Sun and Volcanoes: Sicily and the Aeolian Islands

Greek Theater in Taormina

Greek Theater in Taormina, © Cloudy_Wings

As fall descends in Germany and the temperatures drop, I decided to extend summer by travelling to southern Italy. One week of sun, sea – and active volcanoes.

I spent a few days in Lipari on the Aeolian Islands, a group of volcanic islands north of Sicily. In 30-degree weather, I lounged on the beautiful large terrace outside my hotel room, discovered the narrow alleys of Lipari and visited the archaeological museum. And of course I went to the beach, tanned in a beach chair and enjoyed the refreshing water of the Mediterranean Sea – until I made contact with a jellyfish, that is. I hate jellyfish!

After long considerations, I decided to pass on a boat tour to Stromboli. I would have loved to see the volcanic eruptions after dark – but I didn’t want to take an 8-hour-tour just for that. Instead, I went to Vulcano, the island next to Lipari. Due to the heat, I didn’t ascend to the crater of the volcano. Yet, to experience the sulfurous smell, it is enough to simply visit the island. You can smell the odor of the volcano as soon as you arrive in the port.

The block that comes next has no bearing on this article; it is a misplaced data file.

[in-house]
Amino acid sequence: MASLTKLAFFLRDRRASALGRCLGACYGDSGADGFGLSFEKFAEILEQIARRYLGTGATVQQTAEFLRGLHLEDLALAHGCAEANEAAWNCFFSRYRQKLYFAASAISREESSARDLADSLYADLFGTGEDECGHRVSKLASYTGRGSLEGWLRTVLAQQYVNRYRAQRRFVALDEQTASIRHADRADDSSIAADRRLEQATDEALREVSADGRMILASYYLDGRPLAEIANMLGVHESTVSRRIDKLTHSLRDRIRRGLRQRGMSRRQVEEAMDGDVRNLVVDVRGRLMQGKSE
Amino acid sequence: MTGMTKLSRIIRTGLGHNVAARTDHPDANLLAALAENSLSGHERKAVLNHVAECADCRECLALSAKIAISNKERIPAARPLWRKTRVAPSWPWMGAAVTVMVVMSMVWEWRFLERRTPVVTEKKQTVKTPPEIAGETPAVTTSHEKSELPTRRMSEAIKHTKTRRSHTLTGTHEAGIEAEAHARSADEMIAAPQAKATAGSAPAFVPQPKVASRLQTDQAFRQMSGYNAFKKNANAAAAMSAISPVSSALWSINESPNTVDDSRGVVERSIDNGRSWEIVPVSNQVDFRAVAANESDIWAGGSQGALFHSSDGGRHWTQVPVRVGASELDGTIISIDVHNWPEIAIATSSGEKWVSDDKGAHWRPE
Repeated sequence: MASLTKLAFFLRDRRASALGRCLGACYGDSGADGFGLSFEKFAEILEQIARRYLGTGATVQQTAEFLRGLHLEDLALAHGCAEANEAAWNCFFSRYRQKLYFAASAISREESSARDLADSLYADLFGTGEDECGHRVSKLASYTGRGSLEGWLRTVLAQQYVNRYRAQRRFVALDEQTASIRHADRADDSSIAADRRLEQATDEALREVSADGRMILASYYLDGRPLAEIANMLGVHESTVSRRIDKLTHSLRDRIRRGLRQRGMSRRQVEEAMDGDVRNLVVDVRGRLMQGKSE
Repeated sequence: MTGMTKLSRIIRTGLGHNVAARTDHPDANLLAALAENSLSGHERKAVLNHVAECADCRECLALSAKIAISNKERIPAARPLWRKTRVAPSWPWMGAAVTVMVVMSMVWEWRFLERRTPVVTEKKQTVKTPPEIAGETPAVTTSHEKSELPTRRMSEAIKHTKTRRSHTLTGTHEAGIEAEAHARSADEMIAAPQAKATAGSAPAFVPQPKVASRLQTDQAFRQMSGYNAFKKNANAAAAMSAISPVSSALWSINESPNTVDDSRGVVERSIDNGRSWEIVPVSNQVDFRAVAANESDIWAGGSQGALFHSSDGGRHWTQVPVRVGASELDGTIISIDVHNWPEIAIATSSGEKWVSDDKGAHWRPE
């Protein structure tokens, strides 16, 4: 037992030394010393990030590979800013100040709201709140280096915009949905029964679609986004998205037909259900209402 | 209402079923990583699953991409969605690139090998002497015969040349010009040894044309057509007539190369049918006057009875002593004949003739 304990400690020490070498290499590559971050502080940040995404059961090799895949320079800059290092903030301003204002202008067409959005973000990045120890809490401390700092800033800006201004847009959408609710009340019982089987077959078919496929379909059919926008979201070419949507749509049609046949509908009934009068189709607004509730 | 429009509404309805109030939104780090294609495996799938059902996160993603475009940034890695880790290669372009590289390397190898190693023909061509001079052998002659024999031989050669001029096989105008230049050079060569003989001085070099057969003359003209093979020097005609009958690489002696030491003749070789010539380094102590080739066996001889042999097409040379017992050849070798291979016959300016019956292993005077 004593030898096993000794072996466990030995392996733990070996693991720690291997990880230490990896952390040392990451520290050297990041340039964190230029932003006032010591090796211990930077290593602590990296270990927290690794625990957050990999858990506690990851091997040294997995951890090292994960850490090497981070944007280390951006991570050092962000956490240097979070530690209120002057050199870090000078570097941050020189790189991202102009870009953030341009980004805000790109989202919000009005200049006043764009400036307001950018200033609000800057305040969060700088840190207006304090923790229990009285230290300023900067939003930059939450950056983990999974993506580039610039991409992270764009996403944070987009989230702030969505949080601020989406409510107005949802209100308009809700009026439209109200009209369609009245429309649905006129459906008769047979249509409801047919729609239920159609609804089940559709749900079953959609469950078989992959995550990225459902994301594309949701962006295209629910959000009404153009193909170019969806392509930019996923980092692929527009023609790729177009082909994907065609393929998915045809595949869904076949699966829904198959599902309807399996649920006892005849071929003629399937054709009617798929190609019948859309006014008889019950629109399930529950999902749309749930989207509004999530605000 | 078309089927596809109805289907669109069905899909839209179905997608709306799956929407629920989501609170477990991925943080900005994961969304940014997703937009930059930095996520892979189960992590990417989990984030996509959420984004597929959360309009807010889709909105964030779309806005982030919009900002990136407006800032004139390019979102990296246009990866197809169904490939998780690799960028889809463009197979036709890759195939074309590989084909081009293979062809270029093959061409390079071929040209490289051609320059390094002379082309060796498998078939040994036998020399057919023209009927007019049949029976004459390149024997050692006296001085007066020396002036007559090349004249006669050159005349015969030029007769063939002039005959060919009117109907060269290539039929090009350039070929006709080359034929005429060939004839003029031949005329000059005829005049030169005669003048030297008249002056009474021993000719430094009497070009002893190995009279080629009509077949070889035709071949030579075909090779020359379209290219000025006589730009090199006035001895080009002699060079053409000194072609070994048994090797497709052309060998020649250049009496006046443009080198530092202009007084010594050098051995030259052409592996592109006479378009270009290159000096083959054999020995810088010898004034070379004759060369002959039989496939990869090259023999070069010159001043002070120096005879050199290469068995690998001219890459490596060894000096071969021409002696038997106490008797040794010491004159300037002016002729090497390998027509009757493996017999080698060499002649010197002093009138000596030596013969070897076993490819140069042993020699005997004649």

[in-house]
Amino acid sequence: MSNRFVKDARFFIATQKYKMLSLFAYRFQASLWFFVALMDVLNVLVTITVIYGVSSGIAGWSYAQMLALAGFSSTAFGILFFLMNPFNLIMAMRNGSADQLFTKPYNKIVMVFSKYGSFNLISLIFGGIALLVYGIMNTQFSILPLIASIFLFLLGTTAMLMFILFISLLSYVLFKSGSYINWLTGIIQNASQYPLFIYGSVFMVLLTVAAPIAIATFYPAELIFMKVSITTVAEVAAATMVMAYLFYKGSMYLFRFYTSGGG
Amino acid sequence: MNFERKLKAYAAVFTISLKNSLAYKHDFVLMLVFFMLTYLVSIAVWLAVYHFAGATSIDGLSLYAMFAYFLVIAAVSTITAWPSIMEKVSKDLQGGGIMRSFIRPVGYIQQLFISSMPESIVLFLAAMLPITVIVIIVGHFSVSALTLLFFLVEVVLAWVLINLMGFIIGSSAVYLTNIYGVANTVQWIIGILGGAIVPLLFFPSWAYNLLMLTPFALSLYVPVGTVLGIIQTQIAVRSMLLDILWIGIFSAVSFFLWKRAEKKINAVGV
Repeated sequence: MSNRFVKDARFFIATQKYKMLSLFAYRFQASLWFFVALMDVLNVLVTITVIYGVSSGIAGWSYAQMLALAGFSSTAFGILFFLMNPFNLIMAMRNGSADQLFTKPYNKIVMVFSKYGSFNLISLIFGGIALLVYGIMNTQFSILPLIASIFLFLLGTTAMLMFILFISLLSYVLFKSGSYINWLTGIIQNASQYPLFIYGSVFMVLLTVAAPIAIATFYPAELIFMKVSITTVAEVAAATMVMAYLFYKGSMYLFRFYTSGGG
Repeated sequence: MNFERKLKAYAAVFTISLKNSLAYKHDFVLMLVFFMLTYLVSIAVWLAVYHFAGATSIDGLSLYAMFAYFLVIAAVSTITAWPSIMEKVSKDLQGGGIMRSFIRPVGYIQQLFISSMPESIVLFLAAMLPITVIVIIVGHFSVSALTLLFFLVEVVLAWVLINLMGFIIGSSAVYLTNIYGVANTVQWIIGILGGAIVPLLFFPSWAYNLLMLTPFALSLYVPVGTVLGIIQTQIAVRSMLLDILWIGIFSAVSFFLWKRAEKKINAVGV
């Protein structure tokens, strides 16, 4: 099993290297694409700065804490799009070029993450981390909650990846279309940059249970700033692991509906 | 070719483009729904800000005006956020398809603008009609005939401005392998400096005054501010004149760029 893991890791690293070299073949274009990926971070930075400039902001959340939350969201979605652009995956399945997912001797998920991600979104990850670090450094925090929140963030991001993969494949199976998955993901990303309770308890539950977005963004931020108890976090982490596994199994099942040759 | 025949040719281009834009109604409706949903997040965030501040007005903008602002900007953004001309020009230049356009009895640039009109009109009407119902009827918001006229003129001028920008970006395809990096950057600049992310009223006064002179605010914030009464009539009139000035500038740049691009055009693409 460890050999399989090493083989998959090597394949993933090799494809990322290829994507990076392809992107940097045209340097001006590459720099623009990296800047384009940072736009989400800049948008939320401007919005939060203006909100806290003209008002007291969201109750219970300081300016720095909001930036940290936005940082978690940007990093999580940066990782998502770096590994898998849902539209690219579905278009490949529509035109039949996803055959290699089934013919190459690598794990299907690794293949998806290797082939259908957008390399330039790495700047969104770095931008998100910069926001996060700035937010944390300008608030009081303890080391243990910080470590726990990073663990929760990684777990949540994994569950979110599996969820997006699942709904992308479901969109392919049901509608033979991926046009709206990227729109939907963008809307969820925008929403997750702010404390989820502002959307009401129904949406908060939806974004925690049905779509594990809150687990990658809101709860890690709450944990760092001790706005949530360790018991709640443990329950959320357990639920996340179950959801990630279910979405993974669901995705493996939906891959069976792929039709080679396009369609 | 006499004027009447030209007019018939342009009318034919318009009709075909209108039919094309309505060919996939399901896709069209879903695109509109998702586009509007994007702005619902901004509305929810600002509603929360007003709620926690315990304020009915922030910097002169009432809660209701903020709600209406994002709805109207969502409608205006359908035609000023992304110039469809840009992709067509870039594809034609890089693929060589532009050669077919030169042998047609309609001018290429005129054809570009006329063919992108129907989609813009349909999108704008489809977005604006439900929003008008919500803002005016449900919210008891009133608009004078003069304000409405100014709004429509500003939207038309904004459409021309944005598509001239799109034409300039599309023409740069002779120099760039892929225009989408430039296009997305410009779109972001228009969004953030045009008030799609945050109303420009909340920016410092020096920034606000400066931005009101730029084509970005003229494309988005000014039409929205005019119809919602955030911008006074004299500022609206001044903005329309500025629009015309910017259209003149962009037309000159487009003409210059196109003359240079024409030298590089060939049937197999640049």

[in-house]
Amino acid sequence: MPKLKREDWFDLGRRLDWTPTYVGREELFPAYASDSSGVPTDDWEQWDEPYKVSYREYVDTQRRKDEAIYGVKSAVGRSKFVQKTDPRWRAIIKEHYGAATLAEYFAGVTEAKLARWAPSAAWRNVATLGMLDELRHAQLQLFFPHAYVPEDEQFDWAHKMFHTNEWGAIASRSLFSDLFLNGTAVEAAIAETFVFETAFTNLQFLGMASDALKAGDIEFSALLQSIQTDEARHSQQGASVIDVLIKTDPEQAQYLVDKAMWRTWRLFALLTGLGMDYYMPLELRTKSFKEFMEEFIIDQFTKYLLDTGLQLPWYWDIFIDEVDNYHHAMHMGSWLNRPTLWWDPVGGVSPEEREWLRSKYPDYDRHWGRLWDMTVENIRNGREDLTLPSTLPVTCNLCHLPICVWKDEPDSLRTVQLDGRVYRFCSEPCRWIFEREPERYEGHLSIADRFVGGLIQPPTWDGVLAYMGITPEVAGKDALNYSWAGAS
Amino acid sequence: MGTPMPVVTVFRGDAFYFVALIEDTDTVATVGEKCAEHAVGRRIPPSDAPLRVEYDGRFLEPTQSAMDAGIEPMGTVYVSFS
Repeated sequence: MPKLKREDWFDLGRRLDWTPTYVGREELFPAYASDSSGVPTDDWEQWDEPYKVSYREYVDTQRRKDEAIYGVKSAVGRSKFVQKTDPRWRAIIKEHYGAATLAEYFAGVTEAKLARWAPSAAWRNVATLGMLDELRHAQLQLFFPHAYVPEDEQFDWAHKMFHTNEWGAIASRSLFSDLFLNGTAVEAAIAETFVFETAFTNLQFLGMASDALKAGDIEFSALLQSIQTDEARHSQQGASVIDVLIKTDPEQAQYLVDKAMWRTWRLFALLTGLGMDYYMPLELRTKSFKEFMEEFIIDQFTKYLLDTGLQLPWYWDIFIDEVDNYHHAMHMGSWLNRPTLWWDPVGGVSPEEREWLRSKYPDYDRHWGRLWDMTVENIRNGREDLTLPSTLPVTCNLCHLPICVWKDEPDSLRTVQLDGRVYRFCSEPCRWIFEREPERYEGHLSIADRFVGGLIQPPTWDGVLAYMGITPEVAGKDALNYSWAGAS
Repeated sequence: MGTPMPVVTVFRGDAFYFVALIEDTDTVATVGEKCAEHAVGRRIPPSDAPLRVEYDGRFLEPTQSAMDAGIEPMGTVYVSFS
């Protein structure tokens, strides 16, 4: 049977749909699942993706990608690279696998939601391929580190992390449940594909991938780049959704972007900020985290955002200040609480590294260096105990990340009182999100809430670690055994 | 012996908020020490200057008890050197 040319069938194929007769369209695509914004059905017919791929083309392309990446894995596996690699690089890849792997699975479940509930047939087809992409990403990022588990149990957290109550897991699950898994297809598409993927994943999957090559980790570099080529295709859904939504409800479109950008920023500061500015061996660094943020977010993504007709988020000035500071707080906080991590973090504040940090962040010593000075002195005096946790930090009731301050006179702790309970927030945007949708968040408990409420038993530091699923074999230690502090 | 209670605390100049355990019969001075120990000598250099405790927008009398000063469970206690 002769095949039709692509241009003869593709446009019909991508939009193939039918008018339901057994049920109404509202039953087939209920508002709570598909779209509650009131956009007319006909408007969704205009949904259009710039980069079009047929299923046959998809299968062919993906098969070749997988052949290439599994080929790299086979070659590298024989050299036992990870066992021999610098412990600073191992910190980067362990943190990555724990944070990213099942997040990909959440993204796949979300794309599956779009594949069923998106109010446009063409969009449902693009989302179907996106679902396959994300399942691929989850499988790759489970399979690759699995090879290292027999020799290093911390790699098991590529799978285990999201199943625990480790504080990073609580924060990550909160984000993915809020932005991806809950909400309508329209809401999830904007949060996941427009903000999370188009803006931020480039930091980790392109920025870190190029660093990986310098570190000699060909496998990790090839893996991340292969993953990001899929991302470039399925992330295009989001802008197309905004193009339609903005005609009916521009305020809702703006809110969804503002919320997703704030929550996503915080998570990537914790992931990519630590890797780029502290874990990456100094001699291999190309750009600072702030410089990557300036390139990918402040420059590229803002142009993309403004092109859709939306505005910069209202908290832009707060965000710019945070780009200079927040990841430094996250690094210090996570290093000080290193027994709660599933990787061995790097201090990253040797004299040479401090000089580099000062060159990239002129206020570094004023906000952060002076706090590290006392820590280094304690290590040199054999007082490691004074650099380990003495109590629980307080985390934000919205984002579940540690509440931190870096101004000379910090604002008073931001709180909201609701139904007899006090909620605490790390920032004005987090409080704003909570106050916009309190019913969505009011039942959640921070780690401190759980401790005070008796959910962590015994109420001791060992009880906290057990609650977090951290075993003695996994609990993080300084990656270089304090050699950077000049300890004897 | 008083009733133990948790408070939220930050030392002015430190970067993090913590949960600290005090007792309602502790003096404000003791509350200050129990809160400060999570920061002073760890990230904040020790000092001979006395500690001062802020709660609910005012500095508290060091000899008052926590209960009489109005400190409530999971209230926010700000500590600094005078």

Before heading home, I stopped for a couple of days in Taormina on Sicily. I was flying from Catania, so it was kind of on the way and I couldn’t pass on visiting this beautiful city. Built on the side of a rock, the city offers marvellous views of the sea below. But the highlight is the ancient Greek theatre, with views of Mount Etna beyond.

During my stay in Taormina, Etna was constantly covered in clouds (as you can see above). However, as I landed in Catania before heading to Lipari, the summit was visible – including the constant trail of smoke from the crater indicating that this is indeed a very active volcano.

And since both the Aeolian Islands and Mount Etna are UNESCO World Heritage Sites (and Taormina is on the tentative list), I may have bought a few (or a lot of) postcards to extend my UNESCO collection.

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